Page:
HealthIT Outcomes 8/12/19
Facts are facts, and while you have to accept them, you don’t always have to live with them. Case in point are healthcare’s data challenges. Complete medical records must be readily accessible for care teams to take prompt and effective action. Included in that is the ability to view images, which are growing both in volume and size. Key applications must perform reliably and without delay, too. Further, healthcare has regulations like the Health Insurance Portability and Accountability Act (HIPAA). Fines and ruined reputations follow when you fail to meet privacy and security requirements.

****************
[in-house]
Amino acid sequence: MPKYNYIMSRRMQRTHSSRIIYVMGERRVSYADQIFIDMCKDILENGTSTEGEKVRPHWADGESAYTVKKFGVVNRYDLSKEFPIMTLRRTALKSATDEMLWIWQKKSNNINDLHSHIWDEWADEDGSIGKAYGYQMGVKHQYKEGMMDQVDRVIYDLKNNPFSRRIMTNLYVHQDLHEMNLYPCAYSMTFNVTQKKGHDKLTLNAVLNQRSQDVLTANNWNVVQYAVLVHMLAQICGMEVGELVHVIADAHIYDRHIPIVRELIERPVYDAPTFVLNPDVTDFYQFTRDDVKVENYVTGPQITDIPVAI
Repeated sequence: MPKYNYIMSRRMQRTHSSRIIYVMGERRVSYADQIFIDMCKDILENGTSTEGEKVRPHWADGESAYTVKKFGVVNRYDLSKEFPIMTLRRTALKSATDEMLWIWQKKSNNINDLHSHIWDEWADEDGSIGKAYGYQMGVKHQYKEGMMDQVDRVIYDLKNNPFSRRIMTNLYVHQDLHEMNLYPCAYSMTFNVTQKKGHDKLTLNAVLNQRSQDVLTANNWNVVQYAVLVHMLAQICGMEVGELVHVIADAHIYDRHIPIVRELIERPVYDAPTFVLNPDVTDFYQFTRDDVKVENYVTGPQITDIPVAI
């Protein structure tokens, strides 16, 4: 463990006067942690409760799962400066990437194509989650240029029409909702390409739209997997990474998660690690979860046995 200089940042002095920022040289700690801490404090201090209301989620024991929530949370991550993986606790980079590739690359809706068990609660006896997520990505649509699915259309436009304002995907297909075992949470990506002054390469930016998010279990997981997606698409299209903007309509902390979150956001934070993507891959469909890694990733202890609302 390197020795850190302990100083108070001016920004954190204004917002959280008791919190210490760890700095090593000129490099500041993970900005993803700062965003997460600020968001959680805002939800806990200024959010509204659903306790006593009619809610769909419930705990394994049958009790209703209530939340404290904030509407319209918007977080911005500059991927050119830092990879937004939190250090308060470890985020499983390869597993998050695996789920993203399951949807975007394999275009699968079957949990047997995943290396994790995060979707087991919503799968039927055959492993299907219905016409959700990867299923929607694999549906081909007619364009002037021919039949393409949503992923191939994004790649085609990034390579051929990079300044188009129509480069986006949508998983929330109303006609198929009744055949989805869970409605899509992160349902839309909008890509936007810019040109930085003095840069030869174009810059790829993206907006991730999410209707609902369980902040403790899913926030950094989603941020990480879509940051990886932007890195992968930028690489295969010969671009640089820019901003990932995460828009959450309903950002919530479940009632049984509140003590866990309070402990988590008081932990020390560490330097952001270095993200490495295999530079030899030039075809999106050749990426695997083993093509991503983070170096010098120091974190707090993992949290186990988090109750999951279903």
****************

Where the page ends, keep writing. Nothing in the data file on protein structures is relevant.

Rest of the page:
The cloud would seem to provide a solution to the capacity and access challenges. But many in healthcare have been wary about using the cloud for critical patient data and applications. That’s not just understandable, it’s prudent: the public cloud alone falls short on meeting industry demands, especially when it comes to performance: the cloud has a serious latency problem. This latency is unavoidable because the enormous facilities built by big public cloud providers are typically situated in rural locations, hundreds, sometimes thousands of miles from customer clusters in metro areas. The real estate is cheap, so that helps bring storage costs down. That’s the good news. But the bad news is that you can’t change the speed of light. No matter how big your connection is, that kind of distance introduces unavoidable latency.